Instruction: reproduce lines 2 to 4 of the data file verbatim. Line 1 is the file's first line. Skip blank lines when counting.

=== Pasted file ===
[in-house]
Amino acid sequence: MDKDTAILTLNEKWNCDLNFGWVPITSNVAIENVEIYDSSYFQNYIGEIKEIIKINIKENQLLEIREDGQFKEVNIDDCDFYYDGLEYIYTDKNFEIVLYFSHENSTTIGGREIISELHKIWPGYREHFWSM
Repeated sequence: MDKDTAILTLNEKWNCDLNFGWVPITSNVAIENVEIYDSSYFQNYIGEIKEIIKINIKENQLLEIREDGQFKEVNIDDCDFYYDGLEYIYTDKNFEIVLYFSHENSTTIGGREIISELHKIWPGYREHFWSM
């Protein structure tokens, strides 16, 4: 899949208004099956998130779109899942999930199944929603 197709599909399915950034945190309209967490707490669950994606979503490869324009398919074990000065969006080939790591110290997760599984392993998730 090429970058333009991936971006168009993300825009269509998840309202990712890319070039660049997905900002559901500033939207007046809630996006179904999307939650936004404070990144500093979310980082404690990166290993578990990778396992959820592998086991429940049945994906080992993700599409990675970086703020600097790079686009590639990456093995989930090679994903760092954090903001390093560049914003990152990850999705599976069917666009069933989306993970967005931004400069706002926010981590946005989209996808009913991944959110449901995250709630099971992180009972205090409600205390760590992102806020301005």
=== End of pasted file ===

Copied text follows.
Amino acid sequence: MDKDTAILTLNEKWNCDLNFGWVPITSNVAIENVEIYDSSYFQNYIGEIKEIIKINIKENQLLEIREDGQFKEVNIDDCDFYYDGLEYIYTDKNFEIVLYFSHENSTTIGGREIISELHKIWPGYREHFWSM
Repeated sequence: MDKDTAILTLNEKWNCDLNFGWVPITSNVAIENVEIYDSSYFQNYIGEIKEIIKINIKENQLLEIREDGQFKEVNIDDCDFYYDGLEYIYTDKNFEIVLYFSHENSTTIGGREIISELHKIWPGYREHFWSM
């Protein structure tokens, strides 16, 4: 899949208004099956998130779109899942999930199944929603 197709599909399915950034945190309209967490707490669950994606979503490869324009398919074990000065969006080939790591110290997760599984392993998730 090429970058333009991936971006168009993300825009269509998840309202990712890319070039660049997905900002559901500033939207007046809630996006179904999307939650936004404070990144500093979310980082404690990166290993578990990778396992959820592998086991429940049945994906080992993700599409990675970086703020600097790079686009590639990456093995989930090679994903760092954090903001390093560049914003990152990850999705599976069917666009069933989306993970967005931004400069706002926010981590946005989209996808009913991944959110449901995250709630099971992180009972205090409600205390760590992102806020301005």